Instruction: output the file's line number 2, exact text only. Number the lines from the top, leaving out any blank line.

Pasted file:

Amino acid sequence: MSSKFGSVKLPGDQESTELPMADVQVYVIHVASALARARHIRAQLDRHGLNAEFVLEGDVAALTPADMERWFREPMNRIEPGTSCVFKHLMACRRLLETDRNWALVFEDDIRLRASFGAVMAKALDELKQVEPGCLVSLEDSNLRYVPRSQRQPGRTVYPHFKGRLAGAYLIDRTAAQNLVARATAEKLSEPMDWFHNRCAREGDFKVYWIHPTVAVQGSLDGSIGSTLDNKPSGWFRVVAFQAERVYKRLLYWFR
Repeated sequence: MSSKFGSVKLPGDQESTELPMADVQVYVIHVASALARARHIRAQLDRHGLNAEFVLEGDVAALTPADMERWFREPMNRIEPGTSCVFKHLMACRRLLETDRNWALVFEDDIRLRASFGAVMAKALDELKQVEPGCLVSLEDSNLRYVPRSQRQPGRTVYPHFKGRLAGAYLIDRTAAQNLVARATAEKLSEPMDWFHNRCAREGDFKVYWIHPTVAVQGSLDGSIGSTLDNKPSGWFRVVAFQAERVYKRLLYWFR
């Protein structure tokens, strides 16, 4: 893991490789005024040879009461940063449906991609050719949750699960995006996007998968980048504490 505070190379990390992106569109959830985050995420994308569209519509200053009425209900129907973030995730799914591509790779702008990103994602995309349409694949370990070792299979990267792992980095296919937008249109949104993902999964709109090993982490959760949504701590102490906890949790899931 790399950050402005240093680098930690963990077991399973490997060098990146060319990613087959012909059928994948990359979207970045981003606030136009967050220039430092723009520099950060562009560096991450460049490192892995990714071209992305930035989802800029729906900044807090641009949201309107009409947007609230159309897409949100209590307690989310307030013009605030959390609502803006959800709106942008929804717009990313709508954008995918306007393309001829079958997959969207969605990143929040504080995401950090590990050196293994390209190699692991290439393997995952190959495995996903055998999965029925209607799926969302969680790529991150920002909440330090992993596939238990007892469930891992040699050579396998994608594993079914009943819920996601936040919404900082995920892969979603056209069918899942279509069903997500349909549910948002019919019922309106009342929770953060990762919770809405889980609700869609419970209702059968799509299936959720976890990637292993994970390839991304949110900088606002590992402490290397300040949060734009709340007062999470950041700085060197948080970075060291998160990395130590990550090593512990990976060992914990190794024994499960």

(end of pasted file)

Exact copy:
Repeated sequence: MSSKFGSVKLPGDQESTELPMADVQVYVIHVASALARARHIRAQLDRHGLNAEFVLEGDVAALTPADMERWFREPMNRIEPGTSCVFKHLMACRRLLETDRNWALVFEDDIRLRASFGAVMAKALDELKQVEPGCLVSLEDSNLRYVPRSQRQPGRTVYPHFKGRLAGAYLIDRTAAQNLVARATAEKLSEPMDWFHNRCAREGDFKVYWIHPTVAVQGSLDGSIGSTLDNKPSGWFRVVAFQAERVYKRLLYWFR